It was great fun to discuss the big questions in development economics with Prof. Dan Banik on his podcast In Pursuit of Development. Listen to it and read more about it here.
I had the pleasure and honour of debating ‘A New International Development Paradigm. Do the Sustainable Development Goals Drive Global Progress?’ with Dr. Fred Muhumuza (Makerere University) and Prof. Dr. Aram Ziai (University of Kassel) at the Online Summer Academy for Pluralist Economics, August 2020.
The blurb for the panel:
The Sustainable Development Goals (SDGs) of the United Nations are considered a universal benchmark for development around the world. But is it realistic to have such a benchmark for countries/regions whose societies are structured within different local contexts? During this discussion, the panelists will share their perspectives on what development is, on the relevance of the SDGs, and on what a new development paradigm could look like in light of the COVID-19 pandemic.
I wrote a post for openDemocracy laying out how a dependency theory research programme can help us understand the global impacts of COVID-19. Check it out.
I recently published “Beyond the Stereotype: Restating the Relevance of the Dependency Research Programme” in Development and Change. Here is the abstract:
This article evaluates the relevance of dependency theory for understanding contemporary development challenges, especially in the light of changes in the global economy over the past 50 years. In order to do so, the article rectifies previous misunderstandings of the scholarship and offers a new definition of dependency theory as a research programme, rather than a singular theory. Four core tenets of this research programme are identified: a global historical approach; theorizing of the polarizing tendencies of global capitalism; a focus on structures of production; and a focus on the specific constraints faced by peripheral economies. While each of these elements can be found in many contemporary theories, what makes dependency theory unique — and a particularly strong research programme — is the combination of these elements. The article demonstrates how this approach provides a deep and broad understanding that is necessary to appreciate the persistence of uneven development with reference to two case studies, namely successful industrialization in South Korea, and how the fragmentation of global value chains has impacted industrialization in Indonesia. Finally, the article argues that approaching these kinds of cases through a dependency research programme can contribute to a fruitful renewal of development studies.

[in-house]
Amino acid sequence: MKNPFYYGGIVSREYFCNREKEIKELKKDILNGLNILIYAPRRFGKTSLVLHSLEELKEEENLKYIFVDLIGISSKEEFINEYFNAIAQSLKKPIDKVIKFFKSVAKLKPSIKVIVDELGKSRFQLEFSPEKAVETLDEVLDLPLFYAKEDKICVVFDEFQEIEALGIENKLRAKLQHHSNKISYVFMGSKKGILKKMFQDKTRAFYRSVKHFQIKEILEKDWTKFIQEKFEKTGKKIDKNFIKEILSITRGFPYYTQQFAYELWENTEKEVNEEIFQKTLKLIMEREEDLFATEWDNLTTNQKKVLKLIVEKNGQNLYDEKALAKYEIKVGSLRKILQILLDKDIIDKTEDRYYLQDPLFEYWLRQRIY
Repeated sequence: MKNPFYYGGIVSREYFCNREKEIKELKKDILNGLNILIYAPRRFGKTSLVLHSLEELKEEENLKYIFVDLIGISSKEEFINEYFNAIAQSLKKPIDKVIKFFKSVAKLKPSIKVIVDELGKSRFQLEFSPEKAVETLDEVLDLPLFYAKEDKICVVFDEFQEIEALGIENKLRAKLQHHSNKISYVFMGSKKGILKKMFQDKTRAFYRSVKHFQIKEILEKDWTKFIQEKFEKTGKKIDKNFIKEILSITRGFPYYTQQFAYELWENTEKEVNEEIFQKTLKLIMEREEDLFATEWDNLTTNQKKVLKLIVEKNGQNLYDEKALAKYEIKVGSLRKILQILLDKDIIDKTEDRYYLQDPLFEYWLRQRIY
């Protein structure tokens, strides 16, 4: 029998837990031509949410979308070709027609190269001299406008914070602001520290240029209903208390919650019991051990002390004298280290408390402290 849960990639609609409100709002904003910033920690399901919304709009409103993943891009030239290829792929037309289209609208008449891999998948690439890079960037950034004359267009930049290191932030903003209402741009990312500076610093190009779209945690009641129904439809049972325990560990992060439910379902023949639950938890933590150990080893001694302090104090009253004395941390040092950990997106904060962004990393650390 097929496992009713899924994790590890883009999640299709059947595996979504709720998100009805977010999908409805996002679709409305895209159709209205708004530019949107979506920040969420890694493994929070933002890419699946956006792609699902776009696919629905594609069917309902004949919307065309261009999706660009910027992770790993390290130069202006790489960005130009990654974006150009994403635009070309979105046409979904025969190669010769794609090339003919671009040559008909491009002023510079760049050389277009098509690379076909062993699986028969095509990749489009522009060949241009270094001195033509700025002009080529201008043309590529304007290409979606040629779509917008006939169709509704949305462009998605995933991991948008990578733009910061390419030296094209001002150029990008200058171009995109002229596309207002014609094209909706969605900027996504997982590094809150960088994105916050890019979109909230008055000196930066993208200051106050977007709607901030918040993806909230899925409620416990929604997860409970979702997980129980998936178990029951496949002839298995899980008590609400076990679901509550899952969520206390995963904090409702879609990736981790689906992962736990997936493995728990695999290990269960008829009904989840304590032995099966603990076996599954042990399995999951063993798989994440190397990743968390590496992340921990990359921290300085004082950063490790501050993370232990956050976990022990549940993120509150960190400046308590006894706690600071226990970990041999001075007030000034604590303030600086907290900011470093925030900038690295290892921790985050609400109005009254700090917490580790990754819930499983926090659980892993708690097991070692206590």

With debate raging around the implications of COVID-19 for the “developing world”, Ingrid Kvangraven’s turn to guest curate the Cyberflâneur has come at the right time.[…] Ingrid has “chosen a selection of articles that can help us better understand how COVID-19 will impact developing countries and the underlying structures that lead to inequitable and underfunded health systems, with a focus on financialization and imperialism.” You’ll find some real gems, including on the “coloniality in knowledge production about public health”, why blended finance might not be as good as it sounds or how the IMF and World Bank have fed an audit culture “serving to obscure the destructive effects of NGO proliferation on public health systems”.
See the selection of articles with my comments here.
I recently had the pleasure of contributing a blog post to the excellent blog Progress in Political Economy (PPE), which is based at the University of Sydney’s Political Economy department. I wrote about Samir Amin’s legacy, based on my recent Legacy piece in Development and Change. Check it out here.
I wrote an essay for the World Development Symposium on Development and Poverty Alleviation. Here is the abstract:
This article situates the 2019 Sveriges Riksbank Prize in Economic Sciences in Memory of Alfred Nobel in the history of thought on development, tracing how the focus, theory and methods have shifted in the field. The article evaluates theoretical and methodological critiques of the way randomized control trials (RCTs) are employed by the laureates, as well as attempts to overcome these challenges. In terms of theory, the article demonstrates what gets lost when experiments are guided by methodological individualism and assumptions of individual utility-maximizing behavior. In terms of methodology, the article unpacks the limits of RCTs related to their causal model, and their lack of attention to human agency and wider socio-economic context. Finally, the article discusses the experimental approach’s relevance for research and policy-making and cautions against any approach becoming a “gold standard,” due to the importance of pluralism for maintaining an open debate about development.
I had the honor of writing a legacy piece on Samir Amin for Development and Change this year. It will be a part of the 2020 Forum issue, but is already available for download.